WND's Fake News About Measles
The anti-vaxxers at WorldNetDaily have long railed against the measles vaccine -- until a measles outbreak occurred in a Somali-American community, which WND suddenly decided to blame on Islam.
By Terry Krepel
WorldNetDaily has long been a friend to anti-vaccine activists, even as the entire anti-vaxxer movement has been repeatedly discredited.
WND has shown particular ire for the measles vaccines, by itself or the MMR form that also vaccinates against mumps and whooping cough. For example, as ConWebWatch documented, dubious doctor Lee Hieb falsely claimed that there were more recent deaths from the measles vaccine than from measles itself, which ignored that 1) reported adverse reactions to vaccines are not necessarily directly attributable to the vaccine itself, and 2) the reason there have been no deaths from measles in the past 12 years in the U.S. is because the measles vaccine exists and has been widely used. Another dubious WND doc, Jane Orient, refused to accept universal medical wisdom that the measles vaccine doesn't cause autism, insisting, "Not everyone is convinced by the studies that fail to show a vaccine link."
WND even went into denial mode about measles outbreaks. An October 2016 article by Bob Unruh said of a 2014-2015 measles outbreak linked to visits to Disneyland affecting 125 people, a significant number of whom were unvaccinated: "No outbreak ever existed."
And on April 25, WND published a lengthy anti-vaccine rant by "medical researcher and author" Bill Sardi, in which he insisted that recent measles outbreaks have occurred largely among vaccinated people, not the unvaccinated, and that "pro-vaccine advocates do not hold the high scientific ground in the battle over whether to vaccinate or not vaccinate school-age children."
But, apparently, there's one thing that WND hates more than vaccines, and that's Muslims.
An outbreak of measles is sweeping through a community of Somali refugees in Minnesota and the growing number of cases may be starting to test the limits of the Hennepin County healthcare system.
At no point in his article does Hohmann specifically make the headline's claim that the Quran says not to vaccinate people. He does, however, quote anti-Muslim activist Andrew Bostom citing a random Muslim cleric, Majid Katme, expressing anti-vaccine views.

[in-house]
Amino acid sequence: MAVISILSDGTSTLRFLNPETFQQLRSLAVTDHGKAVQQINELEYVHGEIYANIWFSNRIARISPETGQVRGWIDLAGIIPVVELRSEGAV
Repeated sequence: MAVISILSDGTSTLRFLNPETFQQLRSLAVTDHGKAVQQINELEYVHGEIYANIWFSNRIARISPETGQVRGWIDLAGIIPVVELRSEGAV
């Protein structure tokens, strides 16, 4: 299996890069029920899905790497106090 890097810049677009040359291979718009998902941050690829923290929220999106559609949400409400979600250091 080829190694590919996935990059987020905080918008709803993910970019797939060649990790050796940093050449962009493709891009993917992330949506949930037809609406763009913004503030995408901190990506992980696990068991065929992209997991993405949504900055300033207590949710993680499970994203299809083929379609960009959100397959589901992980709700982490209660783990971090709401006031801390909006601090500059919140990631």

But blogger Richard Bartholomew pointed out that not only is Hohmann falsely conflating refugees with the Americans of Somali descent where the outbreak took place, anti-vaxxer Katme is actually on the same side that WND has historically been:
Further, in 2007 WND‘s tie-in print publication Whistleblower ran a special issue on “Scary Medicine: Exposing The Dark Side of Vaccines”. Contributors included one Dr Sherri Tenpenny, who is on the board of directors of the “International Medical Council on Vaccination”. The council has a website, which includes among its resources ... the very screed by Majid Katme quoted by Hohmann and Bostom!
Further, it turns out that the outbreak was not Islam-mandated after all. The Washington Post reported that anti-vaxxer activists repeatedly invited Andrew Wakefield -- a disbarred doctor whose claims linking vaccines and autism have been thoroughly discredited -- to speak to residents in the Somali community in Minneapolis and spread his anti-vaxxer conspiracy theories.
WND has promoted Wakefield's discredited claims as recently as 2016, when columnist Barry Farber touted the anti-vaxxer film made by "distinguished research gastroenterologist" Wakefield and likened vaccine defenders to "the fanatical war-time Japanese defended their Emperor Hirohito." WND's Bob Unruh later regurgitated Farber's praise for Wakefield in an article defending a woman who opposed vaccinating her children on religious grounds.
In other words, WND's own anti-vaxxer fellow travelers -- not Islam or the Quran -- are responsible for creating this measles outbreak. Hohmann simply created fake news by fearmongering about Muslims for something his own side did.
Not that WND has any intention to report that truth to its readers, of course. An anonymously written May 10 article updated the numbers in the outbreak, but it rehashed the same bogus talking points Hohmann did -- namely, blaming Islam itself for it and repeating Bostom's baseless attack citing the random anti-vaxxer Muslim cleric.
WND again failed to acknowledge that its anti-vaxxer friends had been lobbying the Somali community. Nor did it explain how its concern over this story jibes with its previous anti-vaxxer advocacy.
In fact -- contrary to the assertions by Hohmann, Bostom and WND -- Muslim clerics are eager to counteract anti-vaccine misinformation in the Somali community. A community outreach coordinator for a children's hospital system in Minnesota says, "One of the imams, and I'm paraphrasing, he said, 'If you don't immunize, it's like killing the Muslim children.' I think that's such strong messaging."
But you won't read about that at WND either. Its anti-Muslim message comes first, before even the truth.
Apparently, at WND it's OK to like vaccines only if you can blame unvaccinated Muslims for ruining it for all the other anti-vaxxers.